Rather than develop thoughtful and compassionate measures to address this crisis, the City answered with an arsenal of garbage trucks and police officers. Denver, we can and must do better. The City claims they are storing people’s belongings and they can access them. That is an outright fabrication. Try finding your personal belongings in a sea of garbage bins. Hundreds of people have lost all of their personal belongings (including photos of their children). The problem has temporarily disappeared from public sight but the fact remains, people have to exist somewhere. It is our responsibility as a city to find adequate places for people to be other than the streets.
If we can build a world class light rail and airport hotel for visitors, shouldn’t we be able to provide adequate and compassionate shelter for our most disenfranchised residents. We are urging city Denver residents, city officials, nonprofit leaders, foundation leaders, advocates and homeless residents themselves to come together to recognize that this crisis must be addressed right now in a more constructive and compassionate manner.
We hope we can join in a concerted effort to develop the resources, plan and collaborative spirit necessary to protect the basic safety and dignity of every Denver citizen. Everyone in our city deserves to be somewhere safe to sleep tonight.
PJ D’Amico, Executive Director
The Buck Foundation
Prepare for the Day at the Capitol by watching this recorded webinar or reviewing this presentation.
Join us at the State Capitol to talk about health equity! Connect with legislators, organizations and community members across the state. Learn more about the Health Equity Commission and the Office of Health Equity.
What is Health Equity? What is the state of health equity and disparities in Colorado? How do we apply a health equity lens in all policies?
Community members invited to participate! A light lunch is included. Organized by the Colorado Department of Public Health and Environment’s Health Equity Commission and Office of Health Equity.
Health equity is when all people, regardless of who they are or what they believe, have the opportunity to attain their full health potential. Achieving health equity requires valuing all people equally with focused and ongoing efforts to address inequalities.
Oscar Torres, Community Member
The chicken and the egg dilemma is very vivid for me. Two months after signing my lease in Aurora, I was hired at a nonprofit organization all the way in Lakewood. Ever since, my hour and a half (each way) commute started. Waking up at about 4:30 AM every day, I have my routine and breakfast, then walk 10 minutes to the bus stop. Typically by 6:26 AM, I hop on the first bus and then is off to Downtown where I transfer to another bus that takes me to Lakewood. Public transit in Denver is amazingly reliable and punctual, and compared to where I moved from, is 100% better. Having said that, spending 3 hours daily on my commute is taxing and takes time away from more productive activities.
Working for mpowered, a nonprofit that offers personal finance coaching among other services, I realized how transportation plays a big role in people’s budgets. Car ownership is onerous and many take the bus or light rail, but for some even that is too expensive. Housing is too. In a city with tremendous growth, rents have shot through the roof and while I consider myself appropriately paid for my work, there is no pay increase that can keep up with the rent prices. Currently, I am looking for apartments near my job that can reduce significantly my commute time, but nothing is within my price range. It has come to the point where I need to consider if I spend 50% of my income in renting or continue with my long commute. Nonetheless, I am happy serving our fellow citizens and am willing to keep going the distance, but as many other also feel, it should not be this hard.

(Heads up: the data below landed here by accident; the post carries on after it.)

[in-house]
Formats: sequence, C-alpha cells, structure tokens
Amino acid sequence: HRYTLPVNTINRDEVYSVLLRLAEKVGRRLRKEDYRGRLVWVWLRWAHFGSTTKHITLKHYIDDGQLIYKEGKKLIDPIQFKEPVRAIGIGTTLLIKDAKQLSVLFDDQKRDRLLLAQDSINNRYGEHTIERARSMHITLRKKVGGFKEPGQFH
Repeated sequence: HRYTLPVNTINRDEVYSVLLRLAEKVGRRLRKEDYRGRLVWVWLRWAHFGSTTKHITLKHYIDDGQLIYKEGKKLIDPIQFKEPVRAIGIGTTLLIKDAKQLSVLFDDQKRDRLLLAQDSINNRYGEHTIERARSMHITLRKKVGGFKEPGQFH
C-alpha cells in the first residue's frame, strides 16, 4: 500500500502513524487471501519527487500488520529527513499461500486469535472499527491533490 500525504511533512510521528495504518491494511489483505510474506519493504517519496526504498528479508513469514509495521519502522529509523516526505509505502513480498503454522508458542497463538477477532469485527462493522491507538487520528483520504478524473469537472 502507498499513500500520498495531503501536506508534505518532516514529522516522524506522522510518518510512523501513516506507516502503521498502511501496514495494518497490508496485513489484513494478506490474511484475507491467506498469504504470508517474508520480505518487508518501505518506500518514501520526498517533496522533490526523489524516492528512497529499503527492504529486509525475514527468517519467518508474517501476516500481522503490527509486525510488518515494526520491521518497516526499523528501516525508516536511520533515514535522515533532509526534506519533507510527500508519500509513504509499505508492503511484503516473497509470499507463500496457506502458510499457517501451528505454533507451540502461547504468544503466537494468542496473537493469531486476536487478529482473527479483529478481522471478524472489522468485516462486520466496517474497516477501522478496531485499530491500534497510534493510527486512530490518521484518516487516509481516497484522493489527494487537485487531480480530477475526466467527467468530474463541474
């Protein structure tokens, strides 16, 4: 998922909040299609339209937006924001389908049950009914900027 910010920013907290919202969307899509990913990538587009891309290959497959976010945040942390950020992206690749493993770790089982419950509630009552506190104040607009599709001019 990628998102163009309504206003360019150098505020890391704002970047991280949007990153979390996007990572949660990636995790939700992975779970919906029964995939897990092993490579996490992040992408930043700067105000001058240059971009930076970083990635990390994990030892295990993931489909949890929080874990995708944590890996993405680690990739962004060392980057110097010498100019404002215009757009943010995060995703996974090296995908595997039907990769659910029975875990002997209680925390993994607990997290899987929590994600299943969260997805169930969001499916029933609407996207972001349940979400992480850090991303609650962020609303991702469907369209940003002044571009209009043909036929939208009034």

Oscar Torres is 31 years old, lives in Aurora, Colorado and is a bilingual receptionist at mpowered in Lakewood. He moved to Colorado from Puerto Rico a year and a half ago and has a background in modern languages, communications, customer service and nonprofits.
Montbello Organizing Committee
The Montbello Organizing Committee (MOC) is a grassroots organization composed of residents working to positively affect the quality of life for all who live, work, or volunteer within the neighborhood. A fairly new organization, the have delved into addressing issues in three major areas. Their goal of alleviating the food desert status is catalyzed by the work to develop healthy accessible food for all residents. They are also engaging neighbors in reshaping the narrative of Montbello―often unfairly and negatively characterized―through community enhancement efforts, which include a 50th Anniversary Celebration of Montbello, later in 2016. MOC’s work addressing public transportation accessibility in Montbello led to a victory in late 2015 when RTD altered a bus route that would have made accessing the community’s only grocery store very difficult. The group recently learned that RTD is planning to close the Montbello Park and Ride on Peoria and Albrook, a highly trafficked area for pedestrians, riders, and drivers. With the closure, an increase in traffic along Peoria is anticipated (especially since Havana is closed for construction and the increase in traffic to and from DIA). An increase safety concerns is also predicted, since sidewalks are in need of maintenance and are not capable of supporting the high quantity of riders waiting for the buses. MOC, with the help of Mile High Connects, is gathering stakeholders such as riders, RTD, City Council, and Public Works to find solutions to this new challenge.